Essay on Establishing Personal Identity

Essay on Establishing Personal Identity

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All through life people strive to become someone with a specific identity; to be classified as a “somebody” rather than a “nobody”. This classification is most noted amongst high school students. Often youth identities are developed through the activities they participate in, the jock, the cheerleader, the nerd, the band geek. Yet, people are not the activities they participated in in high school. People graduate, go to college, work toward a career, have children. Then at the ten year reunion, those same high school jocks, cheerleaders, nerds, and band geeks gather once again to reminisce over the past. These people are no longer the high school activities of the past nor are these people the activities they participate in currently. The personal identities of these people now, at this reunion, are judged by something different. The peers at the reunion do not look the same, but such qualitative identity is not important; a person does not have to look specifically the same to be the same person. Yet, how do peers judge a person’s identity, know James is still the same James and has survived time, besides the name tag he wears? Arguably, the most sufficient response to this question of personal identity is the use of the body criterion.

The problem of personal identity is based around the issue created in the high school reunion scenario. Indentifying a specific person as the same person from the events of the past can sometimes be difficult. Nevertheless, personal identity is important because personal relationships and often legal disputes are built around definite identity. In order to completely identify that a person who existed ten years ago or even yesterday is the same person who exists at this moment, a cri...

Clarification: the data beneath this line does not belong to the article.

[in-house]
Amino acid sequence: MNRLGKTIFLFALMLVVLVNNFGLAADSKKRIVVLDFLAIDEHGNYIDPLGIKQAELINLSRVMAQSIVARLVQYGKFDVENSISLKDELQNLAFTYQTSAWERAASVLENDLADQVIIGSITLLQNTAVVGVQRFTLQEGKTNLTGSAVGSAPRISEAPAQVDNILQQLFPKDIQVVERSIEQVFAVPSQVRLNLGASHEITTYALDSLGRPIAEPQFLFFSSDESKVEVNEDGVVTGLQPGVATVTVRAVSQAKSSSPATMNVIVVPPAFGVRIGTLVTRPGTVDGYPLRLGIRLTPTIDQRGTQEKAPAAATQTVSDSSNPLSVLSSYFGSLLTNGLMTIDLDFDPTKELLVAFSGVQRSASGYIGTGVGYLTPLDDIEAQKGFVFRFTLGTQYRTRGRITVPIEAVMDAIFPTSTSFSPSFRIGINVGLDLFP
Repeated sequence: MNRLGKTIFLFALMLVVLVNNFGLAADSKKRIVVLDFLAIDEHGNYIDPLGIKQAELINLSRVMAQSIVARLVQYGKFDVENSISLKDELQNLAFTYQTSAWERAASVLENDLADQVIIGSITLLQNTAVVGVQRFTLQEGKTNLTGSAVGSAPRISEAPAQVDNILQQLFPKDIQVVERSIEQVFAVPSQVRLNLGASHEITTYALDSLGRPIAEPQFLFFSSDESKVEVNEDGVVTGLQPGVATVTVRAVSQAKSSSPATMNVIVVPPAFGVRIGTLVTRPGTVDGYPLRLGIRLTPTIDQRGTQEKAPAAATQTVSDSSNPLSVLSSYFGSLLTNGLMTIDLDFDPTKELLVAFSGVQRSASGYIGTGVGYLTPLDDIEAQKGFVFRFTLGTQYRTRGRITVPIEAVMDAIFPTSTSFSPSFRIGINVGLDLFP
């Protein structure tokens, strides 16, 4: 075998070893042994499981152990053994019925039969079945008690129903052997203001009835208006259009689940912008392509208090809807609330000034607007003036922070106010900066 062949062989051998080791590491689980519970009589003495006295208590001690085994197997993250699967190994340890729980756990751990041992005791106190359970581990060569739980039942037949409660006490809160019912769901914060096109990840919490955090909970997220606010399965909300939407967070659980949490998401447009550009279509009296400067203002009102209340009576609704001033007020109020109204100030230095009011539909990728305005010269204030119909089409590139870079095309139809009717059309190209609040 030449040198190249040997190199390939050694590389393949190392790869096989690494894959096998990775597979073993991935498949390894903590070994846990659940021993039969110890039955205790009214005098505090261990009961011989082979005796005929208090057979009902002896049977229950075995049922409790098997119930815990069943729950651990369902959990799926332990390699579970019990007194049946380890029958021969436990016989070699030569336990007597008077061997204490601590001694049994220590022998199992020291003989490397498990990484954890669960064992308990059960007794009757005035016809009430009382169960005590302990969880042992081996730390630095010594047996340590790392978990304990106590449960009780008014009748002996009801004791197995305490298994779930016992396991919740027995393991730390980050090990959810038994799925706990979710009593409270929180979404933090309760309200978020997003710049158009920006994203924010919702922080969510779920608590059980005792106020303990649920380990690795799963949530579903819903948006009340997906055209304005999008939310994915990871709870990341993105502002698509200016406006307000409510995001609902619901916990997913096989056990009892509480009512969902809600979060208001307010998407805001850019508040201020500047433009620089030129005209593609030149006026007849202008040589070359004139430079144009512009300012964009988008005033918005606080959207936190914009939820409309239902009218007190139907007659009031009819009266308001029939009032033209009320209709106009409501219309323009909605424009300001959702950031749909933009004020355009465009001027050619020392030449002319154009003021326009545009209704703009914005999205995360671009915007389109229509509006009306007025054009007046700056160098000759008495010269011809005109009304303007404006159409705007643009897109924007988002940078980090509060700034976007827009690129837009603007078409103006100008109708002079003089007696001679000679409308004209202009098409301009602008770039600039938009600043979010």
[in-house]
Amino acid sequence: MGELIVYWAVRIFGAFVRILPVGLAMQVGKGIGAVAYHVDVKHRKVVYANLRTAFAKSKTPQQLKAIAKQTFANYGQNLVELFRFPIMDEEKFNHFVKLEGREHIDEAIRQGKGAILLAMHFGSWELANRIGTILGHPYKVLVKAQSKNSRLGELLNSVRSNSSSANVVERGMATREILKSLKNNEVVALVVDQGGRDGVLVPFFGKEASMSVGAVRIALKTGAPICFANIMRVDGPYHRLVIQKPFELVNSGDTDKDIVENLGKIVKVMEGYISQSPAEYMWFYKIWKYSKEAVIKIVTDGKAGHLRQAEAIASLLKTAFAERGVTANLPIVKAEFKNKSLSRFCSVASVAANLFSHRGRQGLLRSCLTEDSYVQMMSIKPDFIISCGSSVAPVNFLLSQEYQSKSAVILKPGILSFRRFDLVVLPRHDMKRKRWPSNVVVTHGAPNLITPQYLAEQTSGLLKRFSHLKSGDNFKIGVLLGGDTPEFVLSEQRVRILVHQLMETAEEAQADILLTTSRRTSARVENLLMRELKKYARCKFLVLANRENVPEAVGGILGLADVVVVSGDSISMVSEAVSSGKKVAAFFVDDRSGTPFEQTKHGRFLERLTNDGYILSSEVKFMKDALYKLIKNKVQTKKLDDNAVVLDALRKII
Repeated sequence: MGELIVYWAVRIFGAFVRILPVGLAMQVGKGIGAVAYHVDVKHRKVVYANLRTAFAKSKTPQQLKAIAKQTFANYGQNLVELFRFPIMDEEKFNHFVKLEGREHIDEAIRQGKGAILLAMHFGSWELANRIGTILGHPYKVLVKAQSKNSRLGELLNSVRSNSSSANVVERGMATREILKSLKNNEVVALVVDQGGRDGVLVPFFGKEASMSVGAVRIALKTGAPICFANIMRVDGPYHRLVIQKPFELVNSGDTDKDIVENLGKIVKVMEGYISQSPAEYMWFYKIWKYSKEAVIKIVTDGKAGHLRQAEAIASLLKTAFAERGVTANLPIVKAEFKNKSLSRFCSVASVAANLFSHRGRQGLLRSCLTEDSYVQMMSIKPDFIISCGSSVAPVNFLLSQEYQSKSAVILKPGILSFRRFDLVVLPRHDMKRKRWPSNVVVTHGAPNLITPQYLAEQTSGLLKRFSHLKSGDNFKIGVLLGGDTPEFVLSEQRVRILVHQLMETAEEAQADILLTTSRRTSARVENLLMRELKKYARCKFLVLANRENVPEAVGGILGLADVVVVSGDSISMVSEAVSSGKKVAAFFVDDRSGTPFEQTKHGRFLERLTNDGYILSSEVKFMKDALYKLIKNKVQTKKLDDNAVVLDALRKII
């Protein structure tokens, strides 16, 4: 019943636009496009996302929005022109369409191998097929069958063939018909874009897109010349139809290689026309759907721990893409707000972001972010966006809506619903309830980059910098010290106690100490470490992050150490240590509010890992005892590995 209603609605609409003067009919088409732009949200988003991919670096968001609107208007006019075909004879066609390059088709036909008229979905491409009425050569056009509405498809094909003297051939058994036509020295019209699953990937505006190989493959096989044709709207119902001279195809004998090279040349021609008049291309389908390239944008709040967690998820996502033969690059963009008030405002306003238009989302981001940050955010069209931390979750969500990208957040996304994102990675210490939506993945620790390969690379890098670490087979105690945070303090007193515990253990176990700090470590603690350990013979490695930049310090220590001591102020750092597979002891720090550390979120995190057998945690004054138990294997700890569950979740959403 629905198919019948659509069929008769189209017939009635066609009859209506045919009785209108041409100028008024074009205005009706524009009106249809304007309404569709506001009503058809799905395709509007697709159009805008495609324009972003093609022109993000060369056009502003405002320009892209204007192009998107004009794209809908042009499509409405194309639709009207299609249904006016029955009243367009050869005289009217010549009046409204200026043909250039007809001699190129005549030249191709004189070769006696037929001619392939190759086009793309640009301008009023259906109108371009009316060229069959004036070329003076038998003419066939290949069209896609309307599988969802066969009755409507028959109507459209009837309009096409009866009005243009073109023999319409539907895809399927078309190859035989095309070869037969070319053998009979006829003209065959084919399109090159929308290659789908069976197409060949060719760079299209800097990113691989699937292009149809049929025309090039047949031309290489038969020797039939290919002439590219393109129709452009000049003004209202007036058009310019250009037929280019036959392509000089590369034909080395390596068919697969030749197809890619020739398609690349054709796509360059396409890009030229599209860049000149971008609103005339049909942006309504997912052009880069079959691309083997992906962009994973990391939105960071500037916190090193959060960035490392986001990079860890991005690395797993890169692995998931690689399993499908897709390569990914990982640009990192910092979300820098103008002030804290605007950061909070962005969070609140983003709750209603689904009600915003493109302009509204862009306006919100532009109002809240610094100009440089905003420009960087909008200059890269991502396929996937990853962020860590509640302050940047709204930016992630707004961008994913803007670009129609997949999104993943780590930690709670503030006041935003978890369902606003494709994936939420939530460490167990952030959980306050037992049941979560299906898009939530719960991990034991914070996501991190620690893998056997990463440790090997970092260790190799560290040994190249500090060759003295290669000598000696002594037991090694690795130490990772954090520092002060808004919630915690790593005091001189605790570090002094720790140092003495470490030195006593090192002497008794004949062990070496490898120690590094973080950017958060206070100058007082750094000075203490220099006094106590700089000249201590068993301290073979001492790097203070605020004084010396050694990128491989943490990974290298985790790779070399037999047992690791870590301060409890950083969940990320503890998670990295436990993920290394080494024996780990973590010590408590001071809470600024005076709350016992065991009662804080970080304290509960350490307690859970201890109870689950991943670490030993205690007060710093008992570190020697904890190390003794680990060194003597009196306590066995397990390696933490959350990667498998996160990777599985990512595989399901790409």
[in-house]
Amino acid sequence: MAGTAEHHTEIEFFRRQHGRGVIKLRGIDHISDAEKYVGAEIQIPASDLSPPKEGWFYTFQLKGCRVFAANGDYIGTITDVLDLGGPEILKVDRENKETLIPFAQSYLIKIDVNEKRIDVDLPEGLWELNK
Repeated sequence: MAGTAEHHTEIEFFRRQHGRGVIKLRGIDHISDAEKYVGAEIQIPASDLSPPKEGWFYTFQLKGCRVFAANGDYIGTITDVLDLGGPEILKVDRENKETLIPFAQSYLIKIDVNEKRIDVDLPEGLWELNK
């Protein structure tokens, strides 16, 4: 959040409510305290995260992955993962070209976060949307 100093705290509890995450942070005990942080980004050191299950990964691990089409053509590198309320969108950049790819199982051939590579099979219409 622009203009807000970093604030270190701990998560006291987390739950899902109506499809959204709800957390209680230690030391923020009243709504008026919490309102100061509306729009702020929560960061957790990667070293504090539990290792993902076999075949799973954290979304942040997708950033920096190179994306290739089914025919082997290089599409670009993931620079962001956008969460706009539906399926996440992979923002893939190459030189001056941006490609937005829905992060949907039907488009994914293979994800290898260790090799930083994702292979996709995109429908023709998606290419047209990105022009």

... middle of paper ...

...ven if memories were able to be transported to another entity after death, the psychological elements of identity would not be able to be transferred and would more likely require recreation. Consequently, the memory/psychological criterion does not allow for survival after death either. Thus the objection of survival after death does not sufficiently reject one criterion over the other.

Personal identity does not reside in the activities a person participates in throughout life. As argued, personal identity should actually be defined by the elements of the modified body criterion because this criterion most sufficiently accounts for both the subjective and objective experience of identity. Due to the modified body criterion, the peers at the high school reunion are able to identify James as the same person after ten years, even without the name tag he wears.

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